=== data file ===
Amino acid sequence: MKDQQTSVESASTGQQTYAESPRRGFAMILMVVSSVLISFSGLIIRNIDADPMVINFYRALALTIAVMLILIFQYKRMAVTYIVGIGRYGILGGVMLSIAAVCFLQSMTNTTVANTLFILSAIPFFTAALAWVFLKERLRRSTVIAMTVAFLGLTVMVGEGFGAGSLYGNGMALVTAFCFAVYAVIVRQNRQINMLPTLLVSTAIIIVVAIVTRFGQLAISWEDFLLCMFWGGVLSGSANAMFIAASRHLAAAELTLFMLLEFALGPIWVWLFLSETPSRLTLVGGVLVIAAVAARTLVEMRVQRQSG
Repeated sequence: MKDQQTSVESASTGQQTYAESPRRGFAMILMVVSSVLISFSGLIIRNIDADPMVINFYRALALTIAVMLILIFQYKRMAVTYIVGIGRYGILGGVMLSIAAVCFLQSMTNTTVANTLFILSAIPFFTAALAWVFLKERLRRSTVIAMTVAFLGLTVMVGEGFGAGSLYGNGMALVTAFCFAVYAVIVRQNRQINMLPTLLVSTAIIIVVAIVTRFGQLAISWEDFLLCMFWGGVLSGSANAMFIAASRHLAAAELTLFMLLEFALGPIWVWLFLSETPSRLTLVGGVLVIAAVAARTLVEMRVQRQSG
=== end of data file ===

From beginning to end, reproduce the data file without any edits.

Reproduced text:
Amino acid sequence: MKDQQTSVESASTGQQTYAESPRRGFAMILMVVSSVLISFSGLIIRNIDADPMVINFYRALALTIAVMLILIFQYKRMAVTYIVGIGRYGILGGVMLSIAAVCFLQSMTNTTVANTLFILSAIPFFTAALAWVFLKERLRRSTVIAMTVAFLGLTVMVGEGFGAGSLYGNGMALVTAFCFAVYAVIVRQNRQINMLPTLLVSTAIIIVVAIVTRFGQLAISWEDFLLCMFWGGVLSGSANAMFIAASRHLAAAELTLFMLLEFALGPIWVWLFLSETPSRLTLVGGVLVIAAVAARTLVEMRVQRQSG
Repeated sequence: MKDQQTSVESASTGQQTYAESPRRGFAMILMVVSSVLISFSGLIIRNIDADPMVINFYRALALTIAVMLILIFQYKRMAVTYIVGIGRYGILGGVMLSIAAVCFLQSMTNTTVANTLFILSAIPFFTAALAWVFLKERLRRSTVIAMTVAFLGLTVMVGEGFGAGSLYGNGMALVTAFCFAVYAVIVRQNRQINMLPTLLVSTAIIIVVAIVTRFGQLAISWEDFLLCMFWGGVLSGSANAMFIAASRHLAAAELTLFMLLEFALGPIWVWLFLSETPSRLTLVGGVLVIAAVAARTLVEMRVQRQSG